Restrictive myopathy may be permanent. it develops in 30% to 50% of patients with thyroid eye disease. The most commonly affected muscle is the Inferior rectus followed by the medial, superior, lateral rectus, and oblique. The affected muscles result in ocular misalignment, diplopia, and Inability to look up.

  • Optic neuropathy:

It is a severe complication of TED. It is caused by compression of the optic nerve or its blood supply at the orbital apex. It results in congestion and enlargement of the recti and orbital tissues. The signs of optic nerve damage include a decrease in vision, color vision, contrast sensitivity, and relative afferent papillary defect. The characteristic visual fields commonly show central, cecocentral, paracentral, and nerve fiber layer bundle defects.

Investigations:

How to test for thyroid eye disease?

  • Blood tests for thyroid eye disease include thyroid function tests. Thyroid function is commonly tested initially with TSH, if it is low or normal and still thyroid disease is suspected, additional investigations can be carried out.
  • Visual field testing for suspicion of optic nerve compression.
  • MRI, CT, and ultrasound are performed for the identification of the typical appearance of extraocular muscles. The muscle belly enlargement with tendon sparing is a typical sign of TED.
  • The visual evoked potential is sometimes used in optic neuropathy.

Clinical Activity Scoring:

The stages of thyroid eye disease can be calculated with the European Group on Graves’ disease orbitopathy (EUGOGO). The severity scoring helps to keep a low threshold for the use of immunosuppressants. One point is given to each of the following

  • Spontaneous orbital pain
  • Gaze evoked orbital pain
  • Eyelid swelling (due to inflammatory phase)
  • Eyelid erythema
  • Conjunctival redness (due to the inflammatory phase)
  • Chemosis
  • Inflammation of caruncle or plica.
  1. Mild disease: Thyroid eye disease is labeled as a mild disease when there is only a minor impact on daily life.
  2. Moderate disease: In moderate eye disease, there is soft tissue involvement, a lid retraction of 2mm or more, and diplopia and proptosis of 3mm or more.
  3. Severe disease: The disease is labeled as severe when there is corneal involvement or optic neuropathy.

Management

How do they treat the thyroid eye?

Depending on the stages of thyroid eye disease, the treatment begins with the cessation of smoking and controlling thyroid dysfunction. If the patient has previously used radioiodine for the treatment of hyperthyroidism, a short course of oral steroids should be instituted.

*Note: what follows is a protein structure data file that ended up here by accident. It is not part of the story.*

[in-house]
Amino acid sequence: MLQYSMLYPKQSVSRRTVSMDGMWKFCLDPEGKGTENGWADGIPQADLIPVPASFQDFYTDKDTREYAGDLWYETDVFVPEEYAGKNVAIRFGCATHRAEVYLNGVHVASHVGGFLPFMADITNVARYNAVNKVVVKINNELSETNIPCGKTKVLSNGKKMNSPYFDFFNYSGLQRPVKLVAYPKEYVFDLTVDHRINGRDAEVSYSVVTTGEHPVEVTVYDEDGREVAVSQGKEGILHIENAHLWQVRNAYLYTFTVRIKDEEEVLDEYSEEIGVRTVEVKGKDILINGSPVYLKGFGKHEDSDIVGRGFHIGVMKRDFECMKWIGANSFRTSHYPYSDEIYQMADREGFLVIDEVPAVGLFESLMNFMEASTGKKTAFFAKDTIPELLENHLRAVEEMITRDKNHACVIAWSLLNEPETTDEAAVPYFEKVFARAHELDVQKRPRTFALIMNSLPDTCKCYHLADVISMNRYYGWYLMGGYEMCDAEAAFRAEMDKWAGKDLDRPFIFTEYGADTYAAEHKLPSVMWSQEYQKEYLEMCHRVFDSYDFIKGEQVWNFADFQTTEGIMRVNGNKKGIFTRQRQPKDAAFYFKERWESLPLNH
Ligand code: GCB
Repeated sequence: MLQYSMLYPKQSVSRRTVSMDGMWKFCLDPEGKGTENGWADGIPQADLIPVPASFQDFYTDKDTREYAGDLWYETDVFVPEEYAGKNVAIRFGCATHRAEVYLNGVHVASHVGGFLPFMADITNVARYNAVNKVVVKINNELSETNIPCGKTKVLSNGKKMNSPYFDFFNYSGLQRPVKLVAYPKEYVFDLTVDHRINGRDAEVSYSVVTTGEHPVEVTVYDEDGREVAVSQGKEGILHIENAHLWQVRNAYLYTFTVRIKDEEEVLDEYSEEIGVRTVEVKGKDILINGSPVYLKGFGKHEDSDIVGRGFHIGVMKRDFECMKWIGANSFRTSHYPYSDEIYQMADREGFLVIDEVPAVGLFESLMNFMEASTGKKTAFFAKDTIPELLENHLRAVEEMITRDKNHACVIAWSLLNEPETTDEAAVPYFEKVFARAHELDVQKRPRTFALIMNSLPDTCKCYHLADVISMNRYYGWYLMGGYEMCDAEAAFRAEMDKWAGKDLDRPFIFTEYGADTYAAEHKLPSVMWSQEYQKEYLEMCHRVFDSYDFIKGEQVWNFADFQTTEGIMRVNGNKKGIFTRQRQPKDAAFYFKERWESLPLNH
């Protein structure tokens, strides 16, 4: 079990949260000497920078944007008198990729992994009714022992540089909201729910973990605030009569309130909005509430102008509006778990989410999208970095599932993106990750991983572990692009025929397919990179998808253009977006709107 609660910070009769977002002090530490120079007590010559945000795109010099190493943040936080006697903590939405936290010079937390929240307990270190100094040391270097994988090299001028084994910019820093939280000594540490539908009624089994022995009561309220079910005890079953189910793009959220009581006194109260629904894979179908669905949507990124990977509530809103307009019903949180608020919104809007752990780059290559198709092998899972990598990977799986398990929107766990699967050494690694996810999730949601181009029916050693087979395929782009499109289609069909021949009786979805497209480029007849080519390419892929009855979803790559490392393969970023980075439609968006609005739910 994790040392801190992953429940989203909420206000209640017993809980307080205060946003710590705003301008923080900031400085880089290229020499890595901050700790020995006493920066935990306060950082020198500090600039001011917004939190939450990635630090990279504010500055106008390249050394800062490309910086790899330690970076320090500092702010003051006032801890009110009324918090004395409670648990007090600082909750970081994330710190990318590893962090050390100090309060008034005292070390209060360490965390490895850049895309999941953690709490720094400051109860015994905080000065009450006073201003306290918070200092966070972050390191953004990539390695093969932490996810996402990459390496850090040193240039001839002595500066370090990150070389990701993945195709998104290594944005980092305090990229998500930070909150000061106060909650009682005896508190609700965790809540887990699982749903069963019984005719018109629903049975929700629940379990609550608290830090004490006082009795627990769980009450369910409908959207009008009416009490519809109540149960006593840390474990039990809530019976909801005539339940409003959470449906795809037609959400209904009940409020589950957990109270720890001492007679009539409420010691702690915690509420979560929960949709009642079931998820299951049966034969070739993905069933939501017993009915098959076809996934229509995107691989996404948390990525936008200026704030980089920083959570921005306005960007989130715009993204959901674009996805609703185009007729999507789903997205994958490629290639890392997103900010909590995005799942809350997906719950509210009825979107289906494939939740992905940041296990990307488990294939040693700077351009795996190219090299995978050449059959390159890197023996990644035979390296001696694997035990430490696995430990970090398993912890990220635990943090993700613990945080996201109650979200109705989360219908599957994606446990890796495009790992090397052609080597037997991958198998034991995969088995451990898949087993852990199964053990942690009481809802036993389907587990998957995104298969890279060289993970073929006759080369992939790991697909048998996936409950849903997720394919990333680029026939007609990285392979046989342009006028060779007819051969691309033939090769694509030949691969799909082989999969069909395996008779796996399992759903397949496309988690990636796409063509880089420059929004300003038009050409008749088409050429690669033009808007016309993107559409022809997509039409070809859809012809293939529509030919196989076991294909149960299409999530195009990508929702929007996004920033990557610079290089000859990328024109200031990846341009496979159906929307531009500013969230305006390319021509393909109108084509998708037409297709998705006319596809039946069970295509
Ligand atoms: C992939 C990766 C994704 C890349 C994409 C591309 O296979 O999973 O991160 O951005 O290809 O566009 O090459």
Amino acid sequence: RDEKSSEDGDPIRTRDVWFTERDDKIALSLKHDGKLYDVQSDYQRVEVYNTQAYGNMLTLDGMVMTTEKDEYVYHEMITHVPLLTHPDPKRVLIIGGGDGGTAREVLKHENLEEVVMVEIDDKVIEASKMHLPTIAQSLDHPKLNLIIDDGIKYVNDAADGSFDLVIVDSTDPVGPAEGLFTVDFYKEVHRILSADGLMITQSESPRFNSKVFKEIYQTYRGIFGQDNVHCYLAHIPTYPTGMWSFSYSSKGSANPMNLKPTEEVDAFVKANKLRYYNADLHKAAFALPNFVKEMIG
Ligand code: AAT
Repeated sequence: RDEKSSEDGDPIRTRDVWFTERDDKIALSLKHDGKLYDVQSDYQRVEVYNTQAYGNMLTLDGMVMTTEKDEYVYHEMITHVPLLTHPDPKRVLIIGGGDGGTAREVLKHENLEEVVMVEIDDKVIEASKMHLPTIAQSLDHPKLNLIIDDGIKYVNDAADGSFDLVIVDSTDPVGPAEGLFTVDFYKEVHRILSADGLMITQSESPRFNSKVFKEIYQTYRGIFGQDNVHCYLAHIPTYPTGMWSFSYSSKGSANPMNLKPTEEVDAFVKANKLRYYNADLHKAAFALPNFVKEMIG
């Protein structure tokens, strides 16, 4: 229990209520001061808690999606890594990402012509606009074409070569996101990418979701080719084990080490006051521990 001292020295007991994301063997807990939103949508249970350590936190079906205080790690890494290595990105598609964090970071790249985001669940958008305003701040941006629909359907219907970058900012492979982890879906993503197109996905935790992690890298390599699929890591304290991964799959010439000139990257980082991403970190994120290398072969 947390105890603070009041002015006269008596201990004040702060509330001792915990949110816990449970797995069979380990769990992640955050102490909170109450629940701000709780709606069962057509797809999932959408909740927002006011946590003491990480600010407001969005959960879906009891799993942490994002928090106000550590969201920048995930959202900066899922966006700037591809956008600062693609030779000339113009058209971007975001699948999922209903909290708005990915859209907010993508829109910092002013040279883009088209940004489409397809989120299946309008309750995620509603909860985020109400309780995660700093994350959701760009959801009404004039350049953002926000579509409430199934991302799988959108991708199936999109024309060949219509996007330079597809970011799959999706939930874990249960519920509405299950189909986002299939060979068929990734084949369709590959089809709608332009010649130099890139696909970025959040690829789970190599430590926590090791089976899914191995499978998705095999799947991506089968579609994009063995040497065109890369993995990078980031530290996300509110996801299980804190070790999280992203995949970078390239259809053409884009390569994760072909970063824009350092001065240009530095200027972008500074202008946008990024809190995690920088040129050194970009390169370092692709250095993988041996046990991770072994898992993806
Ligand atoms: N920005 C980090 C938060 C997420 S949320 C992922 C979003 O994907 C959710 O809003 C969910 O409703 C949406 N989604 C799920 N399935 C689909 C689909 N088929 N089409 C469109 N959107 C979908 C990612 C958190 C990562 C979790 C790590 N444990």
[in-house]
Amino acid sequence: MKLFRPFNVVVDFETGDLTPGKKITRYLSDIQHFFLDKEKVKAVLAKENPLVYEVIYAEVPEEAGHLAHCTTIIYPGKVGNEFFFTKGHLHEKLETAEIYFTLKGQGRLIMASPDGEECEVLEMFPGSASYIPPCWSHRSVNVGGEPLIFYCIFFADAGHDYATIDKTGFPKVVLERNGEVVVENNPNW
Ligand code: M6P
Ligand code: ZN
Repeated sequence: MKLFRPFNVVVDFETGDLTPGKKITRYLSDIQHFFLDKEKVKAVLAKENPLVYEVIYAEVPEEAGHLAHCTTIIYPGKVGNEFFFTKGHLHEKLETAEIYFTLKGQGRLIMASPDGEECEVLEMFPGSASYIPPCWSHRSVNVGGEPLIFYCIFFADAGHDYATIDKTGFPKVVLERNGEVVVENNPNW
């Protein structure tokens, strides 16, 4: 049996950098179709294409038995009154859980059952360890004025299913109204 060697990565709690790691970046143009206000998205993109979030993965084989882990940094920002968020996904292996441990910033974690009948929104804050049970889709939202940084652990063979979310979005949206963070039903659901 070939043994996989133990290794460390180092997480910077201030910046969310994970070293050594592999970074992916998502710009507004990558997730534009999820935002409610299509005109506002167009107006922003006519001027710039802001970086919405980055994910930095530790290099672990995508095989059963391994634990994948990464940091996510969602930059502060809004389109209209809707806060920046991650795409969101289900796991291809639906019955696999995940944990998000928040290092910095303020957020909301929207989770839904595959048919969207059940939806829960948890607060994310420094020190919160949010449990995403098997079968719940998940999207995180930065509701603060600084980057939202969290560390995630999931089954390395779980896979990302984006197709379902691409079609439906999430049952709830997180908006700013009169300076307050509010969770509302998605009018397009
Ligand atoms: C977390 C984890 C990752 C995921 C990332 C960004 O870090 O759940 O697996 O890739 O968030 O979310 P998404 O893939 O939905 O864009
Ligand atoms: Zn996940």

Mild disease:

  • In mild diseases, lubricants should be used for corneal exposure and dryness.
  • The use of topical steroids and anti-inflammatory drugs is advocated by some authorities
  • Periorbital edema can be reduced by keeping the pillows elevated during sleep time.
  • Taping of the eyelids during sleep can reduce damage brought by exposure to keratopathy.

Moderate disease:

Systemic steroid therapy is the mainstay of treatment for moderate to severe thyroid eye disease.

  • Oral prednisolone can be given initially with a dose of 60-80 mg/day and tapered gradually.
  • Lower-intensity doses of intravenous steroids can be given in absence of acute sight-threatening disease. The dose is 0.5 g once weekly for 6 weeks followed by 0.25 g for another 6 weeks. The symptoms start to improve within 24 hours with a reduction in discomfort, chemosis, and periorbital edema with a maximum response within 2-8 weeks.
  • Orbital steroids are seldomly used with a minimum side effect but are considered less effective than systemic treatment.
  • Low-dose fractioned radiotherapy can be used along with steroids or when steroids are ineffective or contraindicated. The effect is much delayed as compared to steroids. A positive response is usually noticed within 6 weeks with maximum improvement in 4 months. The adverse effects include cataracts, radiation retinopathy, optic neuropathy, and an increased risk of local cancer. The threshold should be high in young patients and diabetics because of the increased of retinopathy.
  • Combined therapy with irradiation, azathioprine, and low-dose prednisolone may be more effective than steroids or radiation alone.

Severe disease:

Optic neuropathy and exposure keratopathy is the severe stage of thyroid eye disease. It needs aggressive therapy.